- "He reviews without Fear, and acts without fainting":Defoe's Review
In 2008, Pickering and Chatto completed the publication of its forty-four-volume Works of Daniel Defoe (2000-2008), under the general editorship of P. N. Furbank and W. R. Owens, in five thematically and/or generically organized series. This edition comprises eight volumes of Political and Economic Writings (2000); eight volumes of Writings on Travel, Discovery and History (2001-2); eight volumes of Satire, Fantasy and Writings on the Supernatural (2003-4); ten volumes of Religious and Didactic Writings (2005-6); and ten volumes of Novels (2007-8). The completion in 2011 of Pickering and Chatto's edition of Defoe's Review is not just the missing piece to the jigsaw; it is a whole new box of pieces, expertly put together by editor John McVeagh. The nine volumes billed belie the fact that each is in two parts, meaning that the Review adds eighteen thick books to the other forty-four of Defoe's writings—which is still not everything. The Review amounts in McVeagh's computation to around four million words, almost all of them by Defoe (1: vi). It covers the entire range of subjects listed above for the Works, ensuring that the Review contains much of Defoe's best writing—which is to say, the early eighteenth century's best writing—on history, economics, religion, politics, and a plethora of other topics. Although the two are distinct editions, the physical design of the Review matches that of the Works, so they can sit together attractively in libraries that can afford these expensive tomes.
McVeagh deserves tremendous credit for making available to the modern reader, in such a finely produced edition, a text that is crucial for our understanding of the development of the periodical press, the political rhetoric that enveloped the reign of Queen Anne, and the polemical skill of one of the foremost journalists of that era. Even in this digital age, the Review hitherto has been hard to access [End Page 131] and unwieldy to consult, and so remains a largely untapped resource. There were no eighteenth- or nineteenth-century editions, so there is nothing on Eighteenth-Century Collections Online or other digital sites, though parts of the Review have now been digitized in the British Library's Burney Collection of seventeenth- and eighteenth-century newspapers. The only previous reprint is Arthur W. Secord's twenty-two book facsimile version (New York: Columbia University Press, 1938). Secord's edition does not have notes like McVeagh's, is not always copresent with William L. Payne's accompanying Index to Defoe's Review (New York: Columbia University Press, 1948), and is quite rare: only 475 copies were produced. Payne's selection, The Best of Defoe's Review (New York: Columbia University Press, 1951), is useful for a taster, but not adequate for full scholarly purposes. McVeagh's edition will become the standard source for all researchers using the Review; it is a monumental act of scholarship which should have a major impact on eighteenth-century studies.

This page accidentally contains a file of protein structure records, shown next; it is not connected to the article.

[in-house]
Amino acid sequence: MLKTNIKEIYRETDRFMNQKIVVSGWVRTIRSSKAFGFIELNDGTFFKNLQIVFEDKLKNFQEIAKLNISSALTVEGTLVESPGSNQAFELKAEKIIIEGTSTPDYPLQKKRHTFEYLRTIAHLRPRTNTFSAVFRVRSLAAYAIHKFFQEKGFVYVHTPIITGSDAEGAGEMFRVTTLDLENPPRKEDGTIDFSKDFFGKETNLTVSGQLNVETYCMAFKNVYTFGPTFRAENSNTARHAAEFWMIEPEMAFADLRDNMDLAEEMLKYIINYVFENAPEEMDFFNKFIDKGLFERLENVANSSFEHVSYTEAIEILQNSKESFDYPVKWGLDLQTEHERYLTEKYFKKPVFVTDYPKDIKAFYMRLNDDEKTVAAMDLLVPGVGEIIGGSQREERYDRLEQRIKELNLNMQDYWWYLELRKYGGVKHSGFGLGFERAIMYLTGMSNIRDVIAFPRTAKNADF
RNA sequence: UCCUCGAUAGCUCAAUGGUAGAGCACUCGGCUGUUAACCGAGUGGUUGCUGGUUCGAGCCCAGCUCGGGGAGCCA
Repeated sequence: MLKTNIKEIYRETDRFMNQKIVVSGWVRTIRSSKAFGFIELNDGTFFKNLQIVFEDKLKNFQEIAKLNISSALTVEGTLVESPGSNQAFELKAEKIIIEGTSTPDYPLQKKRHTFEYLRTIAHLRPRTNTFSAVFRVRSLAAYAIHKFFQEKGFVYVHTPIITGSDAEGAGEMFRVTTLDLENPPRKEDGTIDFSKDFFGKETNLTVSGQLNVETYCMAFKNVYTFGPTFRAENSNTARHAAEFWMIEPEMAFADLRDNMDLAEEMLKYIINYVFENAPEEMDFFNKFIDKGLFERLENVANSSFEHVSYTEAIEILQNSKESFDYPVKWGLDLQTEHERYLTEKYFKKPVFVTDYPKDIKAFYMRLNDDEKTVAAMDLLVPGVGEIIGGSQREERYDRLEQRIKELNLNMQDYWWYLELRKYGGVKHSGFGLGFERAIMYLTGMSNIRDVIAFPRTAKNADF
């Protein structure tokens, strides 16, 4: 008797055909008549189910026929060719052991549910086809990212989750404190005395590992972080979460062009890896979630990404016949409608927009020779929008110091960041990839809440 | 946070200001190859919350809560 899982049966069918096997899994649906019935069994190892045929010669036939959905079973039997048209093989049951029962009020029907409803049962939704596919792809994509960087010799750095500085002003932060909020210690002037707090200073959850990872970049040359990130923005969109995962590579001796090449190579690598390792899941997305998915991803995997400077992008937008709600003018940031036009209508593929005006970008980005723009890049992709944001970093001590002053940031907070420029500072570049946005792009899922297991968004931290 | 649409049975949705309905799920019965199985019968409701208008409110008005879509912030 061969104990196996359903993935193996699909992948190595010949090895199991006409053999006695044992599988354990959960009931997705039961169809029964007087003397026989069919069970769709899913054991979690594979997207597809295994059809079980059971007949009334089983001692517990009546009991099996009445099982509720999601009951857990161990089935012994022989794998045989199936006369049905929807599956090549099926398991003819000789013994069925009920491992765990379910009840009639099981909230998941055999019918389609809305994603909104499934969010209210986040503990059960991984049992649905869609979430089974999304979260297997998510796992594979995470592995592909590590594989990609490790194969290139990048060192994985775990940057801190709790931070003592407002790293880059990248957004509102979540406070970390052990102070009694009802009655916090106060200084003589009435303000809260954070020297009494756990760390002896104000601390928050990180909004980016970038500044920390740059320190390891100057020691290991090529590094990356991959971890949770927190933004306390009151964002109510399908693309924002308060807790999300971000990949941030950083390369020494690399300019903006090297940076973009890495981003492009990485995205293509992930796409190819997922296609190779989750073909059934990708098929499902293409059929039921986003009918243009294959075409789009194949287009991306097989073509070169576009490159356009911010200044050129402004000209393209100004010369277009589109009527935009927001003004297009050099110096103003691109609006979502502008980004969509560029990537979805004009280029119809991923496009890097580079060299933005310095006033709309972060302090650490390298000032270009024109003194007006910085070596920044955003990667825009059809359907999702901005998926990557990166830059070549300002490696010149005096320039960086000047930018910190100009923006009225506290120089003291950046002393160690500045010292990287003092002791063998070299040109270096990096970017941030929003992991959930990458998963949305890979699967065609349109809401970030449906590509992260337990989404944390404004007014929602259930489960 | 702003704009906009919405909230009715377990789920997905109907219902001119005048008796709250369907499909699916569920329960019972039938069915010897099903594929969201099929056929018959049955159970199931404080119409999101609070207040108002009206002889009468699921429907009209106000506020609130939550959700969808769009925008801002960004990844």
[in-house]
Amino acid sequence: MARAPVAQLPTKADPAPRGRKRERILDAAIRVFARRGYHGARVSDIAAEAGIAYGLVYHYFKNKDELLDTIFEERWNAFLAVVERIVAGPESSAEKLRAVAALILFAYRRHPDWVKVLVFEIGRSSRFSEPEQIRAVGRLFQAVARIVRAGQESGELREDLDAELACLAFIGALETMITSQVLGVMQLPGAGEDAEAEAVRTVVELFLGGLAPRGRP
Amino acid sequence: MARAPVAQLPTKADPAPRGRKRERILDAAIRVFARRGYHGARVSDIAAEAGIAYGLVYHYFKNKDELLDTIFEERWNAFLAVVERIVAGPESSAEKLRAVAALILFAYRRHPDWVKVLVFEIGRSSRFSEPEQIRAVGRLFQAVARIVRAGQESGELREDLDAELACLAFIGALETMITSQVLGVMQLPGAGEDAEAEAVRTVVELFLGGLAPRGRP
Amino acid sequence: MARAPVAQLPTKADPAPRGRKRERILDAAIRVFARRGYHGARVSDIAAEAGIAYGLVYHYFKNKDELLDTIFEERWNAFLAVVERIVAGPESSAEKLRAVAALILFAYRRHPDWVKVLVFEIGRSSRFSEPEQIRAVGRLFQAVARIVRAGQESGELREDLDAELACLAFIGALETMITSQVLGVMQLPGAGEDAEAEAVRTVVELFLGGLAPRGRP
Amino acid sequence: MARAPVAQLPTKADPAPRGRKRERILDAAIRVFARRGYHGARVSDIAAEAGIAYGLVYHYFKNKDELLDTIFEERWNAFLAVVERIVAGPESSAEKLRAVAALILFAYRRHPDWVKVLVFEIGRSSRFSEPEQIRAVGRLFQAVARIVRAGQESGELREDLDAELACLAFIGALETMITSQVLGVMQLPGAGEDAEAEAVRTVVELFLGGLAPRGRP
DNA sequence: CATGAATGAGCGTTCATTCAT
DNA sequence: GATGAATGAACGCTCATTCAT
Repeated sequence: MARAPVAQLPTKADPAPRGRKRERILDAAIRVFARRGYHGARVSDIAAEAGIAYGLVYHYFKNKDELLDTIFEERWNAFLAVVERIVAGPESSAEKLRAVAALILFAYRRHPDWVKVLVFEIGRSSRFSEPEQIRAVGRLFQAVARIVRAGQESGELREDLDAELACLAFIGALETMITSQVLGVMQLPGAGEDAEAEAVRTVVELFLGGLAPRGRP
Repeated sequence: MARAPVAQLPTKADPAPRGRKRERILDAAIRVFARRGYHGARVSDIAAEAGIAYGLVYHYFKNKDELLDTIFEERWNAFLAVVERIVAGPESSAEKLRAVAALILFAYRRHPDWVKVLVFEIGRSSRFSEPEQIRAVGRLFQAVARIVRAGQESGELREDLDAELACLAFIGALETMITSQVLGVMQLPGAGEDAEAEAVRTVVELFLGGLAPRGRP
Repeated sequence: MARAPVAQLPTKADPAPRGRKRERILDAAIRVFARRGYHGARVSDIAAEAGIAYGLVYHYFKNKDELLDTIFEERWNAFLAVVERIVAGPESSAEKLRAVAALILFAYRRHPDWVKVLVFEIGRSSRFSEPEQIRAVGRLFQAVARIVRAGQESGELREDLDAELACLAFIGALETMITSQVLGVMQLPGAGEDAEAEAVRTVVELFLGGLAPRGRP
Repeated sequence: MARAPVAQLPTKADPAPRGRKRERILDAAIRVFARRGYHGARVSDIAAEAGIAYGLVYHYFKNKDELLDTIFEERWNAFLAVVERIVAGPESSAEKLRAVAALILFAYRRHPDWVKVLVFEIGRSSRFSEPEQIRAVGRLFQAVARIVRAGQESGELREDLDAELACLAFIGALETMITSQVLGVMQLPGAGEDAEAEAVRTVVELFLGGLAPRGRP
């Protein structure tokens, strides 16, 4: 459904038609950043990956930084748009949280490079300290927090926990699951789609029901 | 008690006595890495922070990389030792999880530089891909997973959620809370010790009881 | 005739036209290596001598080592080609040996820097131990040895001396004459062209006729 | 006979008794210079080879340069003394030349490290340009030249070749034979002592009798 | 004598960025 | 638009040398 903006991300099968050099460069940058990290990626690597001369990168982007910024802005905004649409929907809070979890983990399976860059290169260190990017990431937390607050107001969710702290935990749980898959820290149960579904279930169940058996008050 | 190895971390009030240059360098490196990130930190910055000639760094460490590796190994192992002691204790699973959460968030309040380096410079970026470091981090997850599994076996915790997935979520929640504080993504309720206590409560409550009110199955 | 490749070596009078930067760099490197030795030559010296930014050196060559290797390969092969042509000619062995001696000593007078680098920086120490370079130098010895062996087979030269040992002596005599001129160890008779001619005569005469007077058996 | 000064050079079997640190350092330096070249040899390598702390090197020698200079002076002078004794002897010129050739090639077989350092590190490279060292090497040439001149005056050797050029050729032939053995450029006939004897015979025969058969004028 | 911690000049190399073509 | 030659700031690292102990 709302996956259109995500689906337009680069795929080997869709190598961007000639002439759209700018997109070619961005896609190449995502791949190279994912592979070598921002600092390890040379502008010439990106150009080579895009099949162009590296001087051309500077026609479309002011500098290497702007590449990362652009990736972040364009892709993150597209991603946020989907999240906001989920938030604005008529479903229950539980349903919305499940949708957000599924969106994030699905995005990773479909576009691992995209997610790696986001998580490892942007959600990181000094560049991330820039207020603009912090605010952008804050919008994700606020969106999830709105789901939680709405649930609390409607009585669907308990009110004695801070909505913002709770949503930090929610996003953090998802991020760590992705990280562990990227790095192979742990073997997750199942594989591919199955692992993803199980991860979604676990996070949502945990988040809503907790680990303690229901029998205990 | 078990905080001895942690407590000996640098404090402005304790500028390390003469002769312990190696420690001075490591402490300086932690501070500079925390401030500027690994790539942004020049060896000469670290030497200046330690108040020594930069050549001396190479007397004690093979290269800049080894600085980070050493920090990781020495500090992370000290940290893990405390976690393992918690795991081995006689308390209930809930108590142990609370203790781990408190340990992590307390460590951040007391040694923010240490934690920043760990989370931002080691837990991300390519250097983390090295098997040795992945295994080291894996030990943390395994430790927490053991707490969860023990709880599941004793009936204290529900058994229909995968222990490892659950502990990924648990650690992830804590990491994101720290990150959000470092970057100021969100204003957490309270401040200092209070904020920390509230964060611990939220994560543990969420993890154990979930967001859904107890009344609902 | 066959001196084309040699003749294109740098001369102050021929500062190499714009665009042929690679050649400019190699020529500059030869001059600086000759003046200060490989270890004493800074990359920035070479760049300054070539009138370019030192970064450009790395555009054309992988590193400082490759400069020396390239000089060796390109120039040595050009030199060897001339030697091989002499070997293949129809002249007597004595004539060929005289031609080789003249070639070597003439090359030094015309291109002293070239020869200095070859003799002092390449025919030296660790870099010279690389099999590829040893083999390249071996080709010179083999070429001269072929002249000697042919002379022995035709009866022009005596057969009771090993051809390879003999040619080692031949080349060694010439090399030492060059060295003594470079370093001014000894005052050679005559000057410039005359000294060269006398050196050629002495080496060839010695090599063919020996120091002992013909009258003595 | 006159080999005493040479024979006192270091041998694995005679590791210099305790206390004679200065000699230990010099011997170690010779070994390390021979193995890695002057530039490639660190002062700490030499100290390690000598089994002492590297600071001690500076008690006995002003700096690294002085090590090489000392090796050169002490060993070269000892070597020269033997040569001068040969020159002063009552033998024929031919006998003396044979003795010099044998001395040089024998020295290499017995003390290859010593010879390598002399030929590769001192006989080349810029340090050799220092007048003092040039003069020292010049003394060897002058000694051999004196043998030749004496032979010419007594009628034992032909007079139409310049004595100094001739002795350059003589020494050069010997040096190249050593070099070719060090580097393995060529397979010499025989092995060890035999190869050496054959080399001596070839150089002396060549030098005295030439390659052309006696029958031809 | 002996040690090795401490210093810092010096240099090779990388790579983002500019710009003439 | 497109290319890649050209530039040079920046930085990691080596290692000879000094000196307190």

I intend to use this review essay to trace the developments in format and focus of Defoe's periodical over its nine-year lifespan, pointing to just some aspects of its historical significance in the hope that a greater awareness of the scope, aims, and achievements of the Review will enable its incorporation into how we think about Defoe's career, early-century political journalism, and the historical events upon which it commentates. The Review gives us much more than a hack writer touting the government line. A fresh look complicates the still-prevalent view that Robert Harley simply dictated what Defoe wrote after the then Speaker brokered his release from prison in late 1703, supposedly because he envisioned Defoe becoming the "discreet writer of the government's side" who would "state facts right" for "readers imposed upon by the stories raised by ill-designing men" (qtd. in J. A. Downie, Robert Harley and the Press: Propaganda and Public Opinion in the Age of...